Oklahoma's Lincoln Riley, angling for field position vs. Nebraska, 'might have been the first coach in history' to challenge his own team's INT

On a day when No. 3 Oklahoma scored its fewest points ever under Lincoln Riley in a 23-16 win over Nebraska, the Sooners coach almost made history for another reason.

After Oklahoma cornerback D.J. Graham made a highlight-reel one-handed interception on fourth down on his own 3-yard line with 8:16 remaining in the game, Riley immediately went and talked to the officials.

"I might have been the first coach in history to challenge a play we got an interception on," Riley said with a laugh. "I was hoping it would've gone down."

An incompletion would have allowed the Sooners to start at their own 24. But being deep in their own territory, Riley opted to play it conservatively, running it on first and second down, netting zero yards before an incompletion on a third-down pass attempt.

After a punt, Samori Toure's 10-yard return gave Nebraska the ball on the OU 38-yard line. The Cornhuskers scored three plays later on Adrian Martinez's 21-yard touchdown pass to cut Oklahoma's lead to 23-16 with 5:38 to play.

"I thought it juggled around a bit," Riley said, adding he asked the officials if it was a catch, and they said they already confirmed it was. "I might have challenged it."

The field position issue was part of a larger theme for the game on Saturday, with the former rivals who haven't met since 2010 playing a tight game that often felt more like an old Big 8 contest.

The game featured two missed field goals by Nebraska, one from Oklahoma and a blocked extra point by Nebraska that OU's Pat Fields returned 100 yards for two points at the end of the third quarter that stretched a 14-9 lead to 16-9.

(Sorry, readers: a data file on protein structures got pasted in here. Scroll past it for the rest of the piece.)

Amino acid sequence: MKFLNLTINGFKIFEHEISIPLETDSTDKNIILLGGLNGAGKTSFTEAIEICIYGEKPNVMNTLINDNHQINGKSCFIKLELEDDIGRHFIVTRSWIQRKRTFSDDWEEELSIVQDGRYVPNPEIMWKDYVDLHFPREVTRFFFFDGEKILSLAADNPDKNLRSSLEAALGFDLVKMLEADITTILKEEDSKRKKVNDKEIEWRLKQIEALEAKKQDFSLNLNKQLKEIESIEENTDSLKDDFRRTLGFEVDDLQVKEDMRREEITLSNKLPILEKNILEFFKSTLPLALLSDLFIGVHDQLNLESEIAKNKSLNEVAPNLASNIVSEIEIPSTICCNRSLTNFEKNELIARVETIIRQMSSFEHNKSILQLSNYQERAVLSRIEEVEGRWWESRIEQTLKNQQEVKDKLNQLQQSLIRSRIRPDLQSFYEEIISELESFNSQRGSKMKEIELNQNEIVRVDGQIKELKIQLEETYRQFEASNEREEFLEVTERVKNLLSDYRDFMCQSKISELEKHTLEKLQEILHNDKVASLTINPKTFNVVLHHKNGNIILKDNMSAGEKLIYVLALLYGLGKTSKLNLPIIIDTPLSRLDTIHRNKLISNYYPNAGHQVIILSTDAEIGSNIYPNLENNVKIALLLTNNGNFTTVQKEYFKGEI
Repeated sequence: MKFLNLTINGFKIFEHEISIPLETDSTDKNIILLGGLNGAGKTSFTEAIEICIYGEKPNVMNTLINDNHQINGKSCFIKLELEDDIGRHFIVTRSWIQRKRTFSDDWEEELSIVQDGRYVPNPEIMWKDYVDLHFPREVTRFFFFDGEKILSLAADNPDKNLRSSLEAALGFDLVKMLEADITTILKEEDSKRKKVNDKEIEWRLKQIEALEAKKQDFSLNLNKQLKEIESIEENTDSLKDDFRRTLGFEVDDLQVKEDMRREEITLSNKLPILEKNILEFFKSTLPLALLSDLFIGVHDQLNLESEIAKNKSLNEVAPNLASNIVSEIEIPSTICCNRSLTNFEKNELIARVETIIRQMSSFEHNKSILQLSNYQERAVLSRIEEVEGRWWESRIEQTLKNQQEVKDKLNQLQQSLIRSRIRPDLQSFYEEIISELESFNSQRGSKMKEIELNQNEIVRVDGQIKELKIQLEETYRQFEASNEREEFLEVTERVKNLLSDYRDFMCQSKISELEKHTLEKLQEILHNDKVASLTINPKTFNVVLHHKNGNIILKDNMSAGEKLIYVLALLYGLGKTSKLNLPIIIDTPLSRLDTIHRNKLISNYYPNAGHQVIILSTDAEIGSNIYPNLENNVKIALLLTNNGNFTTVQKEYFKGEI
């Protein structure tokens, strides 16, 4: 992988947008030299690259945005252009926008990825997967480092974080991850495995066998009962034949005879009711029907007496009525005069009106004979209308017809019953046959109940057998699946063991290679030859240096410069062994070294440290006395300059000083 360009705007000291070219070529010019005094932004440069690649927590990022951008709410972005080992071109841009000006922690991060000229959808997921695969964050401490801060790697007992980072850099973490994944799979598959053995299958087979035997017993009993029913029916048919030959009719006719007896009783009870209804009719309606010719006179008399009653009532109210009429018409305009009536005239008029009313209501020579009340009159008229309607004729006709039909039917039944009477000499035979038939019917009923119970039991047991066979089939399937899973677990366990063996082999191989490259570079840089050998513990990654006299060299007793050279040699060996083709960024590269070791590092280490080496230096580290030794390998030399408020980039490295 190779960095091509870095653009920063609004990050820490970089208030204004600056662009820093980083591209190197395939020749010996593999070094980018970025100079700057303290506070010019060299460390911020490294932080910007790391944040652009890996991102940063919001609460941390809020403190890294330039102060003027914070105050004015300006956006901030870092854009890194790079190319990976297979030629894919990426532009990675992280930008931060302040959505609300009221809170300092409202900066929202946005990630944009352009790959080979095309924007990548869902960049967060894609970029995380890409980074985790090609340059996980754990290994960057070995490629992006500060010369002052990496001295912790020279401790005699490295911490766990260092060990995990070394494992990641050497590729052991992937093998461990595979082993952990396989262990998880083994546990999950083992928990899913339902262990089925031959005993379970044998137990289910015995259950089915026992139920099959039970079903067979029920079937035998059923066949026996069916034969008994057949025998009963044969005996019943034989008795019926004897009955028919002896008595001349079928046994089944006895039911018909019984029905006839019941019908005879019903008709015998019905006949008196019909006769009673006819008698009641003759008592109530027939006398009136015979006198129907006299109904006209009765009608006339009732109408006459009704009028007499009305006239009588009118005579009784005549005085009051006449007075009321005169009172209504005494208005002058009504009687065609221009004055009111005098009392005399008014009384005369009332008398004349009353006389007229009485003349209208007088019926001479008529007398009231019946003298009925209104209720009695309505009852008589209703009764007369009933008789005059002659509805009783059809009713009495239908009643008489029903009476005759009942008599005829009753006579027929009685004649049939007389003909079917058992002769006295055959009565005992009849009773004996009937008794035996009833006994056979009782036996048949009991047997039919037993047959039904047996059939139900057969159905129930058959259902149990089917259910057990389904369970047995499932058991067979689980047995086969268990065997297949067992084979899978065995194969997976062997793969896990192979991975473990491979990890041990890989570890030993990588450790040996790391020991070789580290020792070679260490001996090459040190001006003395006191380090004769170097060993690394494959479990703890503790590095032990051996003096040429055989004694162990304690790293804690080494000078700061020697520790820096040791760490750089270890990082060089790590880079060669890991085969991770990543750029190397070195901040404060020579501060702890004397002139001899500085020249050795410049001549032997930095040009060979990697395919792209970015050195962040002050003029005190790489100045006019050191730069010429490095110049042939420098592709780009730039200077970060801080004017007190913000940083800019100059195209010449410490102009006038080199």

Oklahoma led just 7-3 at halftime and scored its fewest points in any game under Riley, snapping a streak of scoring at least 27 points at 65 games, the longest by any team in the AP poll era (since 1936).

"It was a hard-fought game," Riley said. "You knew it would be. Bringing this game back, everybody sensed how special it'd be. Both teams rose to the occasion. It was a tough game that meant a lot to both schools and both fanbases."

Quarterback Spencer Rattler was 24-of-34 passing for 214 yards, but his longest pass went for just 23 yards. He also threw for a touchdown and added another on the ground, while rushing for 35 yards.

"There's an art to playing QB because you have so much control of the game decision-making," Riley said. "I thought he had a good feel on that. He really didn't put the ball in danger."

Riley said Rattler responded better on Saturday than he would've last year in his first year as a starter, and that he had complete trust in him and was adamant the offense would take shape.

"To play at an elite level against, you have to be sharp," Riley said. "We're just a tick off. We're gonna get there, though. I promise you. We're going to get there soon."

With the game settled, Graham's incredible interception was getting most of the buzz afterward. Riley said he wasn't even surprised because Graham frequently makes circus catches, and Rattler was asked if he ever lobbies for him to play on offense.

"I know he played receiver in high school, and I heard he was pretty good," Rattler added. "He does that all the time in practice. He'll go up and make an Odell catch. He's a ballhawk."

And while Riley might've had a small issue with where he made the catch, Graham's defensive coordinator couldn't bring himself to say he'd rather he batted it down.

"I like takeaways too much to tell him to put it on the ground," Alex Grinch said.